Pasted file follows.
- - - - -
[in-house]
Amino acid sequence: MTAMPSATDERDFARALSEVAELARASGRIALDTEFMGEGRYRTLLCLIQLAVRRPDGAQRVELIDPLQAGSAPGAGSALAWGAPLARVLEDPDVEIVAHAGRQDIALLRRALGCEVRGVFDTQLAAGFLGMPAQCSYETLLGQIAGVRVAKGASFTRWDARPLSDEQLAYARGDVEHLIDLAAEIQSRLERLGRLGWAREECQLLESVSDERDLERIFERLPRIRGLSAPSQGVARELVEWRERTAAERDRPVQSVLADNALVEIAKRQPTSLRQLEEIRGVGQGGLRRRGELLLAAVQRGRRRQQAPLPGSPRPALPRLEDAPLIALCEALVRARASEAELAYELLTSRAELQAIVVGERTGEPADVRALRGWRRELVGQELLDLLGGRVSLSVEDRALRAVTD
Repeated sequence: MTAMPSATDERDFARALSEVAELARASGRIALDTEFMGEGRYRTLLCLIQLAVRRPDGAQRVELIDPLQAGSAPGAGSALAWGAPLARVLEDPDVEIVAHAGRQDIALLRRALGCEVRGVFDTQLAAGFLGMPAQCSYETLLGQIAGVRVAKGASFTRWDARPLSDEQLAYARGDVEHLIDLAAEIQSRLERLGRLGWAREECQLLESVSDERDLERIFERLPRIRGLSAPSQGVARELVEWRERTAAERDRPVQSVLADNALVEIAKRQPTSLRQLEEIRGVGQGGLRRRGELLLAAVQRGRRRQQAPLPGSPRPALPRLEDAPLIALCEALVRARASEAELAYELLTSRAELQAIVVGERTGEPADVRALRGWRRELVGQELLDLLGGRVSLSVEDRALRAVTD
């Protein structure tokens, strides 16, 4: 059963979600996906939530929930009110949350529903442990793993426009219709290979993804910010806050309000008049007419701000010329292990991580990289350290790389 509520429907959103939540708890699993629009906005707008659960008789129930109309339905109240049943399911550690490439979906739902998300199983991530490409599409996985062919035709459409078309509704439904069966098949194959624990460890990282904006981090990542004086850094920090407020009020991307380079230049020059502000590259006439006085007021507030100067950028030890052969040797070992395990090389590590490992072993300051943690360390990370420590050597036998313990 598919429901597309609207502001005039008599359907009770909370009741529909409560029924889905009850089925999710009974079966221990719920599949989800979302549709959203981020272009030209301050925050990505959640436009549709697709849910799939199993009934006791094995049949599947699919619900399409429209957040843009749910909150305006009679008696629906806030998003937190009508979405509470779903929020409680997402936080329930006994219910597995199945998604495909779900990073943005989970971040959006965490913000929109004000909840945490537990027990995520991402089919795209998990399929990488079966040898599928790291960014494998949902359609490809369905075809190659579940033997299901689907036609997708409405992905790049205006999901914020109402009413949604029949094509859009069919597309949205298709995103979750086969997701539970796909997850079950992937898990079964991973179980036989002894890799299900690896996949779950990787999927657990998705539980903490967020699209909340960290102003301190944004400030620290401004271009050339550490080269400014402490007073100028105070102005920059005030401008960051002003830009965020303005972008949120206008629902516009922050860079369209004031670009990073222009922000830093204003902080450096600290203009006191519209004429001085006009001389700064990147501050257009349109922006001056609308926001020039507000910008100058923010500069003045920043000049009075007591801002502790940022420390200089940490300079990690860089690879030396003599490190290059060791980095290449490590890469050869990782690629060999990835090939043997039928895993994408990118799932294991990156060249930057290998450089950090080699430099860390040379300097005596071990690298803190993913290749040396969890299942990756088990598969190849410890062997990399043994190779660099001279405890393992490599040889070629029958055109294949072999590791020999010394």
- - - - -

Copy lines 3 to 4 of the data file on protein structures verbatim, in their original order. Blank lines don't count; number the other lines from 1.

Repeated sequence: MTAMPSATDERDFARALSEVAELARASGRIALDTEFMGEGRYRTLLCLIQLAVRRPDGAQRVELIDPLQAGSAPGAGSALAWGAPLARVLEDPDVEIVAHAGRQDIALLRRALGCEVRGVFDTQLAAGFLGMPAQCSYETLLGQIAGVRVAKGASFTRWDARPLSDEQLAYARGDVEHLIDLAAEIQSRLERLGRLGWAREECQLLESVSDERDLERIFERLPRIRGLSAPSQGVARELVEWRERTAAERDRPVQSVLADNALVEIAKRQPTSLRQLEEIRGVGQGGLRRRGELLLAAVQRGRRRQQAPLPGSPRPALPRLEDAPLIALCEALVRARASEAELAYELLTSRAELQAIVVGERTGEPADVRALRGWRRELVGQELLDLLGGRVSLSVEDRALRAVTD
């Protein structure tokens, strides 16, 4: 059963979600996906939530929930009110949350529903442990793993426009219709290979993804910010806050309000008049007419701000010329292990991580990289350290790389 509520429907959103939540708890699993629009906005707008659960008789129930109309339905109240049943399911550690490439979906739902998300199983991530490409599409996985062919035709459409078309509704439904069966098949194959624990460890990282904006981090990542004086850094920090407020009020991307380079230049020059502000590259006439006085007021507030100067950028030890052969040797070992395990090389590590490992072993300051943690360390990370420590050597036998313990 598919429901597309609207502001005039008599359907009770909370009741529909409560029924889905009850089925999710009974079966221990719920599949989800979302549709959203981020272009030209301050925050990505959640436009549709697709849910799939199993009934006791094995049949599947699919619900399409429209957040843009749910909150305006009679008696629906806030998003937190009508979405509470779903929020409680997402936080329930006994219910597995199945998604495909779900990073943005989970971040959006965490913000929109004000909840945490537990027990995520991402089919795209998990399929990488079966040898599928790291960014494998949902359609490809369905075809190659579940033997299901689907036609997708409405992905790049205006999901914020109402009413949604029949094509859009069919597309949205298709995103979750086969997701539970796909997850079950992937898990079964991973179980036989002894890799299900690896996949779950990787999927657990998705539980903490967020699209909340960290102003301190944004400030620290401004271009050339550490080269400014402490007073100028105070102005920059005030401008960051002003830009965020303005972008949120206008629902516009922050860079369209004031670009990073222009922000830093204003902080450096600290203009006191519209004429001085006009001389700064990147501050257009349109922006001056609308926001020039507000910008100058923010500069003045920043000049009075007591801002502790940022420390200089940490300079990690860089690879030396003599490190290059060791980095290449490590890469050869990782690629060999990835090939043997039928895993994408990118799932294991990156060249930057290998450089950090080699430099860390040379300097005596071990690298803190993913290749040396969890299942990756088990598969190849410890062997990399043994190779660099001279405890393992490599040889070629029958055109294949072999590791020999010394």